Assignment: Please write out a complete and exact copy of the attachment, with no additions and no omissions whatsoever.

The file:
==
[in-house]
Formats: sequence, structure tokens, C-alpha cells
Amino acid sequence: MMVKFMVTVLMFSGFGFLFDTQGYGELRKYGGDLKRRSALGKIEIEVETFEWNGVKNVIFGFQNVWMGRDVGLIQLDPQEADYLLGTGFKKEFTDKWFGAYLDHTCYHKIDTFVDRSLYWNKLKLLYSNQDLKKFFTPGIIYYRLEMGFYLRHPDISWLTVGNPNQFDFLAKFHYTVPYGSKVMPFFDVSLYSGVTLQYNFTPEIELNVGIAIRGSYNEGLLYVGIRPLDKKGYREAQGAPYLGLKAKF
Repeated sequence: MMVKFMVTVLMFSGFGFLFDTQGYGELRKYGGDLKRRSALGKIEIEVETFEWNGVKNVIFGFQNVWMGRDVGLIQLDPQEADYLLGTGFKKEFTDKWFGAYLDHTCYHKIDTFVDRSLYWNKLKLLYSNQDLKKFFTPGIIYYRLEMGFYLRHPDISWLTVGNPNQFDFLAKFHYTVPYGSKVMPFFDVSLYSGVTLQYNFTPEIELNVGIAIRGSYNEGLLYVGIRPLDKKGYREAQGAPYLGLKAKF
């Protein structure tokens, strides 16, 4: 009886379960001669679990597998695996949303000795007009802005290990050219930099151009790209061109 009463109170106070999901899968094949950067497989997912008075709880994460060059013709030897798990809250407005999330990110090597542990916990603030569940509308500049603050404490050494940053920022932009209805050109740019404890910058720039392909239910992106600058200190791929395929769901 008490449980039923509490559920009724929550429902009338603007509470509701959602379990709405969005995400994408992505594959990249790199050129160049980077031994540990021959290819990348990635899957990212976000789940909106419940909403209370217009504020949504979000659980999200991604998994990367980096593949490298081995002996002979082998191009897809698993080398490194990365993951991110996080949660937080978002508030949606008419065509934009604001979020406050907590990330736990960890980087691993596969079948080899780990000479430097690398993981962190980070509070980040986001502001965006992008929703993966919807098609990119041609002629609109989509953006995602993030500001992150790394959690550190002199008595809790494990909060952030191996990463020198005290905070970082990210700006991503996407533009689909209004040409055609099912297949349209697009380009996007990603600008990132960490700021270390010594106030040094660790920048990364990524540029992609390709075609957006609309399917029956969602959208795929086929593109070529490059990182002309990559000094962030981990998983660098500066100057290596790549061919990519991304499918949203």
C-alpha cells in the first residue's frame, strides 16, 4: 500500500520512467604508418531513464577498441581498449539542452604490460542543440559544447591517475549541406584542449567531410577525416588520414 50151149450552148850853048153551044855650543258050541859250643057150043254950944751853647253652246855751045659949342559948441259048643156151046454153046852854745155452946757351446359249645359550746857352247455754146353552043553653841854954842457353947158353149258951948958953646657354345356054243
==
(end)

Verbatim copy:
[in-house]
Formats: sequence, structure tokens, C-alpha cells
Amino acid sequence: MMVKFMVTVLMFSGFGFLFDTQGYGELRKYGGDLKRRSALGKIEIEVETFEWNGVKNVIFGFQNVWMGRDVGLIQLDPQEADYLLGTGFKKEFTDKWFGAYLDHTCYHKIDTFVDRSLYWNKLKLLYSNQDLKKFFTPGIIYYRLEMGFYLRHPDISWLTVGNPNQFDFLAKFHYTVPYGSKVMPFFDVSLYSGVTLQYNFTPEIELNVGIAIRGSYNEGLLYVGIRPLDKKGYREAQGAPYLGLKAKF
Repeated sequence: MMVKFMVTVLMFSGFGFLFDTQGYGELRKYGGDLKRRSALGKIEIEVETFEWNGVKNVIFGFQNVWMGRDVGLIQLDPQEADYLLGTGFKKEFTDKWFGAYLDHTCYHKIDTFVDRSLYWNKLKLLYSNQDLKKFFTPGIIYYRLEMGFYLRHPDISWLTVGNPNQFDFLAKFHYTVPYGSKVMPFFDVSLYSGVTLQYNFTPEIELNVGIAIRGSYNEGLLYVGIRPLDKKGYREAQGAPYLGLKAKF
């Protein structure tokens, strides 16, 4: 009886379960001669679990597998695996949303000795007009802005290990050219930099151009790209061109 009463109170106070999901899968094949950067497989997912008075709880994460060059013709030897798990809250407005999330990110090597542990916990603030569940509308500049603050404490050494940053920022932009209805050109740019404890910058720039392909239910992106600058200190791929395929769901 008490449980039923509490559920009724929550429902009338603007509470509701959602379990709405969005995400994408992505594959990249790199050129160049980077031994540990021959290819990348990635899957990212976000789940909106419940909403209370217009504020949504979000659980999200991604998994990367980096593949490298081995002996002979082998191009897809698993080398490194990365993951991110996080949660937080978002508030949606008419065509934009604001979020406050907590990330736990960890980087691993596969079948080899780990000479430097690398993981962190980070509070980040986001502001965006992008929703993966919807098609990119041609002629609109989509953006995602993030500001992150790394959690550190002199008595809790494990909060952030191996990463020198005290905070970082990210700006991503996407533009689909209004040409055609099912297949349209697009380009996007990603600008990132960490700021270390010594106030040094660790920048990364990524540029992609390709075609957006609309399917029956969602959208795929086929593109070529490059990182002309990559000094962030981990998983660098500066100057290596790549061919990519991304499918949203």
C-alpha cells in the first residue's frame, strides 16, 4: 500500500520512467604508418531513464577498441581498449539542452604490460542543440559544447591517475549541406584542449567531410577525416588520414 50151149450552148850853048153551044855650543258050541859250643057150043254950944751853647253652246855751045659949342559948441259048643156151046454153046852854745155452946757351446359249645359550746857352247455754146353552043553653841854954842457353947158353149258951948958953646657354345356054243